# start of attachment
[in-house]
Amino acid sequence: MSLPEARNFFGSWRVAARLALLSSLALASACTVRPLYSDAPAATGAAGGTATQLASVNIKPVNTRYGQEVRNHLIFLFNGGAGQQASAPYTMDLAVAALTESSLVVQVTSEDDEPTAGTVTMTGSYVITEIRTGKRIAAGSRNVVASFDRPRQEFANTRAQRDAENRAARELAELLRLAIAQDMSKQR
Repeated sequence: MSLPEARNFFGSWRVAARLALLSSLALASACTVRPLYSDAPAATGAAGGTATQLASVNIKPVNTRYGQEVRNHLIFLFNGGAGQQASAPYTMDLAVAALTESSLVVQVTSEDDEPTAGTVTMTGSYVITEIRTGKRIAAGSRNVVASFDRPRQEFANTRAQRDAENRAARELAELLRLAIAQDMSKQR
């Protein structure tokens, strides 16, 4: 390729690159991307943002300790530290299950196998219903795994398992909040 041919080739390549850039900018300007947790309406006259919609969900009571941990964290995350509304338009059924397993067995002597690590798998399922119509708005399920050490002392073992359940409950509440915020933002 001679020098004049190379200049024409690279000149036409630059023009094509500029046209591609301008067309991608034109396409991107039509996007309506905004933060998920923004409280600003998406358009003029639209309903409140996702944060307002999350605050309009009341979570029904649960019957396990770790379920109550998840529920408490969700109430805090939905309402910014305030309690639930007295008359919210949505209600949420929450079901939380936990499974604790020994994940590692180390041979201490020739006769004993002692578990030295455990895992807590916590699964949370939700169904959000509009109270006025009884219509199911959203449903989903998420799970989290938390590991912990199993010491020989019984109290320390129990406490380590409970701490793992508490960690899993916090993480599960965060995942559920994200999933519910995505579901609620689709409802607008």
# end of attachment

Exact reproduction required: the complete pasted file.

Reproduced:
[in-house]
Amino acid sequence: MSLPEARNFFGSWRVAARLALLSSLALASACTVRPLYSDAPAATGAAGGTATQLASVNIKPVNTRYGQEVRNHLIFLFNGGAGQQASAPYTMDLAVAALTESSLVVQVTSEDDEPTAGTVTMTGSYVITEIRTGKRIAAGSRNVVASFDRPRQEFANTRAQRDAENRAARELAELLRLAIAQDMSKQR
Repeated sequence: MSLPEARNFFGSWRVAARLALLSSLALASACTVRPLYSDAPAATGAAGGTATQLASVNIKPVNTRYGQEVRNHLIFLFNGGAGQQASAPYTMDLAVAALTESSLVVQVTSEDDEPTAGTVTMTGSYVITEIRTGKRIAAGSRNVVASFDRPRQEFANTRAQRDAENRAARELAELLRLAIAQDMSKQR
């Protein structure tokens, strides 16, 4: 390729690159991307943002300790530290299950196998219903795994398992909040 041919080739390549850039900018300007947790309406006259919609969900009571941990964290995350509304338009059924397993067995002597690590798998399922119509708005399920050490002392073992359940409950509440915020933002 001679020098004049190379200049024409690279000149036409630059023009094509500029046209591609301008067309991608034109396409991107039509996007309506905004933060998920923004409280600003998406358009003029639209309903409140996702944060307002999350605050309009009341979570029904649960019957396990770790379920109550998840529920408490969700109430805090939905309402910014305030309690639930007295008359919210949505209600949420929450079901939380936990499974604790020994994940590692180390041979201490020739006769004993002692578990030295455990895992807590916590699964949370939700169904959000509009109270006025009884219509199911959203449903989903998420799970989290938390590991912990199993010491020989019984109290320390129990406490380590409970701490793992508490960690899993916090993480599960965060995942559920994200999933519910995505579901609620689709409802607008």